Thor’s Greatest Moments

By pitting the God of Thunder against numerous classic and new foes, these dozens of issues feature many of the moments that have become synonymous with Thor. Some are stunning, some are tragic, and others are even outlandish, but they all find The God of Thunder in fine form.

The Birth of Beta Ray Bill – This alien hero may look like a villain at first glance, but he is quickly proven to be a true hero with a good heart. His nobility and heroic nature stand in stark contrast to his ugly form. In fact, Simonson set out to create a hero who proved that looks did not need to coincide with heart.

The Surtur Saga – A gigantic fire demon from the realm of Muspelheim, Surtur had been previously featured in Thor’s ongoing stories, but this is by far his most defining tale. Armed with the magical blade Twilight and backed by a vast army of demons, Surtur seeks to destroy Asgard and Midgard (Earth) in one fell swoop. But it’s the team of Odin, Thor, and Loki who stand in his way of universal annihilation. The massive scope and sacrifice that come with this story set in motion everything that follows.

Escape from Hel – Thor and a company of Asgardian soldiers venturing into the realm of the dead, Hel, to rescue a legion of souls who have been captured by the death goddess Hela. Of course, they are surrounded by evil legions and must battle their way both in and out. It all culminates with the sacrifice of The Executioner, a former foe of Thor’s who attones for his sins with a battle at the gates of Hel. But not everyone escapes unharmed. Thor is viciously slashed across the face by Hela, causing him to covered his disgusting wounds with a mask and eventually a beard, leading to a new look for the once clean shaven Avenger.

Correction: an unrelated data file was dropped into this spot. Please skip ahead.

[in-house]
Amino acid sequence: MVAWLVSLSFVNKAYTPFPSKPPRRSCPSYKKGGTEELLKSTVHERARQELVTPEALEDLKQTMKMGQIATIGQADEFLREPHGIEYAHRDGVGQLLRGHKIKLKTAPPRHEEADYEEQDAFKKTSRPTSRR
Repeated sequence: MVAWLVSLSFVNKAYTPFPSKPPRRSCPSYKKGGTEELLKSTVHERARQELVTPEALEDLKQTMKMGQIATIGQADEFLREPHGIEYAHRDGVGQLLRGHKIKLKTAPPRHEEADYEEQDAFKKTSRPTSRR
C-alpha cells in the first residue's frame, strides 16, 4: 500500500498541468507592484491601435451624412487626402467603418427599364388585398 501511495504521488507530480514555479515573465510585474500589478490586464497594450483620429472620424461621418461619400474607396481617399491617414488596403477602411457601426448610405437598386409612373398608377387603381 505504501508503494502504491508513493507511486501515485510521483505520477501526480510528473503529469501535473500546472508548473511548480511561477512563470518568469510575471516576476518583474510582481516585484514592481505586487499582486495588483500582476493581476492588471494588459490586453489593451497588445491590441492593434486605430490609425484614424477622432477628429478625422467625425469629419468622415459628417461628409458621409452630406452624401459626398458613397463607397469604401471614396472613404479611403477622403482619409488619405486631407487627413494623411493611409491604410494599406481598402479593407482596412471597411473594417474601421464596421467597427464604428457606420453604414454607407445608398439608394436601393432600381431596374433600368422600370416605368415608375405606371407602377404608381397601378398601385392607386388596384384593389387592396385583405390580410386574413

Frog of Thunder – Loki plays a strange trick on Thor, turning him into a powerless frog. The Thunder God retains his intelligence and joins forces with the frogs of New York City’s Central Park to defeat an army of rats. But when Thor is able to lift Mjolnir, he’s turned into a giant all-powerful frog instead of his old self. It may be strange, but this fairy tale take on Thor is easily one of his most unique and all-around fun stories.

Of course, there are plenty more amazing pieces that form this massive story. Reading them as one whole tale easily makes Simonson’s run on Thor into one of comic history’s most massive and utterly satisfying arcs.

An Ending for the Ages

While Simonson’s epic tale is filled with huge moments, massive fights, and spectacular imagery, its finale dwarfs them all. The plans against Thor concocted by both Loki and Hel have resulted in the World Serpent being unleashed. This massive dragon is not only powerful enough to swallow the Earth, but is destined to kill Thor in combat as he is destroyed in turn by The God of Thunder.

However, Thor has received a special curse from Hel for his actions against her. His body has become brittle, causing bones to break under blows that he would normal withstand easily and without the ability to heal them. Except that he has also been cursed with the inability to die. It’s a devious plot by Hel to turn Thor into a wreck, suffering incalculable pain for all eternity.